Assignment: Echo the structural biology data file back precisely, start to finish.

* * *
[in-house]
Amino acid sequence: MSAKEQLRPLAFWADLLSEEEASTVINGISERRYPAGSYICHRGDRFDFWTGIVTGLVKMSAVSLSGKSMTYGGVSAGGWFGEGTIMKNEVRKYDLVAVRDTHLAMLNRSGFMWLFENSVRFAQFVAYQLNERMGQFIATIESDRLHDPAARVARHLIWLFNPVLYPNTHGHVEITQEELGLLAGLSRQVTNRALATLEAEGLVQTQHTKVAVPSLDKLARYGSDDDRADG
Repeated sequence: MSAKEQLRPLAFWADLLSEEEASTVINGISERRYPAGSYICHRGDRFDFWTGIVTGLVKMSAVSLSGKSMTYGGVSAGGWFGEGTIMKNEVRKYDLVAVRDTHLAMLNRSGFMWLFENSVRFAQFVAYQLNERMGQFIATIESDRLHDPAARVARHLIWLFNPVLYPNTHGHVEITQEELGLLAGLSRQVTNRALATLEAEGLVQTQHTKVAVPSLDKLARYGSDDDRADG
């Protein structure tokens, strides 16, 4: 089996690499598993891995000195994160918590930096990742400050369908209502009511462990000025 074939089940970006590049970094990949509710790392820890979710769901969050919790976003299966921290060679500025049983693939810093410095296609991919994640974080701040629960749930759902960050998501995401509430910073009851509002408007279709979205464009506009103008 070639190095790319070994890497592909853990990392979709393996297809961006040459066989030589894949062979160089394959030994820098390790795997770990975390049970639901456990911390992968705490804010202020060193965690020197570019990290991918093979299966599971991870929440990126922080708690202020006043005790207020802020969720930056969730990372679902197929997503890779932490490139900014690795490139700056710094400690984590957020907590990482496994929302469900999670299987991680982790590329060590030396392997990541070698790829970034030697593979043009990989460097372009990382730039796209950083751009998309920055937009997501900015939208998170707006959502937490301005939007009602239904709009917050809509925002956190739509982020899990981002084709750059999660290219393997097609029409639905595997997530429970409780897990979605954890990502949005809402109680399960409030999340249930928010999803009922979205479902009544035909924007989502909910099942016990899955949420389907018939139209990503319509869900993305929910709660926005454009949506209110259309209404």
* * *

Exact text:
[in-house]
Amino acid sequence: MSAKEQLRPLAFWADLLSEEEASTVINGISERRYPAGSYICHRGDRFDFWTGIVTGLVKMSAVSLSGKSMTYGGVSAGGWFGEGTIMKNEVRKYDLVAVRDTHLAMLNRSGFMWLFENSVRFAQFVAYQLNERMGQFIATIESDRLHDPAARVARHLIWLFNPVLYPNTHGHVEITQEELGLLAGLSRQVTNRALATLEAEGLVQTQHTKVAVPSLDKLARYGSDDDRADG
Repeated sequence: MSAKEQLRPLAFWADLLSEEEASTVINGISERRYPAGSYICHRGDRFDFWTGIVTGLVKMSAVSLSGKSMTYGGVSAGGWFGEGTIMKNEVRKYDLVAVRDTHLAMLNRSGFMWLFENSVRFAQFVAYQLNERMGQFIATIESDRLHDPAARVARHLIWLFNPVLYPNTHGHVEITQEELGLLAGLSRQVTNRALATLEAEGLVQTQHTKVAVPSLDKLARYGSDDDRADG
């Protein structure tokens, strides 16, 4: 089996690499598993891995000195994160918590930096990742400050369908209502009511462990000025 074939089940970006590049970094990949509710790392820890979710769901969050919790976003299966921290060679500025049983693939810093410095296609991919994640974080701040629960749930759902960050998501995401509430910073009851509002408007279709979205464009506009103008 070639190095790319070994890497592909853990990392979709393996297809961006040459066989030589894949062979160089394959030994820098390790795997770990975390049970639901456990911390992968705490804010202020060193965690020197570019990290991918093979299966599971991870929440990126922080708690202020006043005790207020802020969720930056969730990372679902197929997503890779932490490139900014690795490139700056710094400690984590957020907590990482496994929302469900999670299987991680982790590329060590030396392997990541070698790829970034030697593979043009990989460097372009990382730039796209950083751009998309920055937009997501900015939208998170707006959502937490301005939007009602239904709009917050809509925002956190739509982020899990981002084709750059999660290219393997097609029409639905595997997530429970409780897990979605954890990502949005809402109680399960409030999340249930928010999803009922979205479902009544035909924007989502909910099942016990899955949420389907018939139209990503319509869900993305929910709660926005454009949506209110259309209404």